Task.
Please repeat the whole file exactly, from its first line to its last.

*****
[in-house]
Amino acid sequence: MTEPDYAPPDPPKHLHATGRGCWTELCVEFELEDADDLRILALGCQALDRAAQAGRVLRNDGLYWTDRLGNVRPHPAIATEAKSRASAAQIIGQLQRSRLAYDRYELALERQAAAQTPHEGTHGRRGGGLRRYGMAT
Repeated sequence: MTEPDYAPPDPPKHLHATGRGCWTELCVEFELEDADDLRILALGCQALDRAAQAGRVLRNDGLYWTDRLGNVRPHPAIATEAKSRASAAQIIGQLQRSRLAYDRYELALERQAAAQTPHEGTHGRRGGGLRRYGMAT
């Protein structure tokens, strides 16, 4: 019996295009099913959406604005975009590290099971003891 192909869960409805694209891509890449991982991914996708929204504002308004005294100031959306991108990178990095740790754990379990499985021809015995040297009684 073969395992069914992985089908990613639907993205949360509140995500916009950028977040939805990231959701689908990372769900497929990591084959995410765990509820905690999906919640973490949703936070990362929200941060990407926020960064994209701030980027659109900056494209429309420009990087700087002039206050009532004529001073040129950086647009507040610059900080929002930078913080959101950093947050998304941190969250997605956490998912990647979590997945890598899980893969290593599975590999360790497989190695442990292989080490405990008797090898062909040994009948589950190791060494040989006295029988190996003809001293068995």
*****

[in-house]
Amino acid sequence: MTEPDYAPPDPPKHLHATGRGCWTELCVEFELEDADDLRILALGCQALDRAAQAGRVLRNDGLYWTDRLGNVRPHPAIATEAKSRASAAQIIGQLQRSRLAYDRYELALERQAAAQTPHEGTHGRRGGGLRRYGMAT
Repeated sequence: MTEPDYAPPDPPKHLHATGRGCWTELCVEFELEDADDLRILALGCQALDRAAQAGRVLRNDGLYWTDRLGNVRPHPAIATEAKSRASAAQIIGQLQRSRLAYDRYELALERQAAAQTPHEGTHGRRGGGLRRYGMAT
């Protein structure tokens, strides 16, 4: 019996295009099913959406604005975009590290099971003891 192909869960409805694209891509890449991982991914996708929204504002308004005294100031959306991108990178990095740790754990379990499985021809015995040297009684 073969395992069914992985089908990613639907993205949360509140995500916009950028977040939805990231959701689908990372769900497929990591084959995410765990509820905690999906919640973490949703936070990362929200941060990407926020960064994209701030980027659109900056494209429309420009990087700087002039206050009532004529001073040129950086647009507040610059900080929002930078913080959101950093947050998304941190969250997605956490998912990647979590997945890598899980893969290593599975590999360790497989190695442990292989080490405990008797090898062909040994009948589950190791060494040989006295029988190996003809001293068995």